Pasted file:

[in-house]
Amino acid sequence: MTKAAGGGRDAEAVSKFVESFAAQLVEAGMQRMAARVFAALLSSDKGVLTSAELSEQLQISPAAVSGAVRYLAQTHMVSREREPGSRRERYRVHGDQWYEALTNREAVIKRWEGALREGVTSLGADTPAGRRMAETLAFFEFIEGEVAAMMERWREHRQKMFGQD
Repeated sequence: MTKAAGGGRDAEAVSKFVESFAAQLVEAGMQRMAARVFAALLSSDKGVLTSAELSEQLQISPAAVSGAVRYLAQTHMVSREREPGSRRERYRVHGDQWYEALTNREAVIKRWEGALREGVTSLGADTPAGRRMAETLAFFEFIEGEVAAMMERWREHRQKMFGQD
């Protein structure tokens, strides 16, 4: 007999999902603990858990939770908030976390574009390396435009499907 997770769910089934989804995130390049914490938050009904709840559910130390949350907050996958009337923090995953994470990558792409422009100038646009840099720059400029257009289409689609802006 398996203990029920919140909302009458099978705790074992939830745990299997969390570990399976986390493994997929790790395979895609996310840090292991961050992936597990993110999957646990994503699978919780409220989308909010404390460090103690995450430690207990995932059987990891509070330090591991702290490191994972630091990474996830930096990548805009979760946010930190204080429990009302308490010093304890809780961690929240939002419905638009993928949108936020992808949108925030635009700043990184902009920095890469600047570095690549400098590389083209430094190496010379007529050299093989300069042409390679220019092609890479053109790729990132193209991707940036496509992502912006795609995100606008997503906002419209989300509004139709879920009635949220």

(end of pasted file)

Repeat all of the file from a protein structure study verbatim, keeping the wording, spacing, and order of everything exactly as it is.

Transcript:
[in-house]
Amino acid sequence: MTKAAGGGRDAEAVSKFVESFAAQLVEAGMQRMAARVFAALLSSDKGVLTSAELSEQLQISPAAVSGAVRYLAQTHMVSREREPGSRRERYRVHGDQWYEALTNREAVIKRWEGALREGVTSLGADTPAGRRMAETLAFFEFIEGEVAAMMERWREHRQKMFGQD
Repeated sequence: MTKAAGGGRDAEAVSKFVESFAAQLVEAGMQRMAARVFAALLSSDKGVLTSAELSEQLQISPAAVSGAVRYLAQTHMVSREREPGSRRERYRVHGDQWYEALTNREAVIKRWEGALREGVTSLGADTPAGRRMAETLAFFEFIEGEVAAMMERWREHRQKMFGQD
């Protein structure tokens, strides 16, 4: 007999999902603990858990939770908030976390574009390396435009499907 997770769910089934989804995130390049914490938050009904709840559910130390949350907050996958009337923090995953994470990558792409422009100038646009840099720059400029257009289409689609802006 398996203990029920919140909302009458099978705790074992939830745990299997969390570990399976986390493994997929790790395979895609996310840090292991961050992936597990993110999957646990994503699978919780409220989308909010404390460090103690995450430690207990995932059987990891509070330090591991702290490191994972630091990474996830930096990548805009979760946010930190204080429990009302308490010093304890809780961690929240939002419905638009993928949108936020992808949108925030635009700043990184902009920095890469600047570095690549400098590389083209430094190496010379007529050299093989300069042409390679220019092609890479053109790729990132193209991707940036496509992502912006795609995100606008997503906002419209989300509004139709879920009635949220």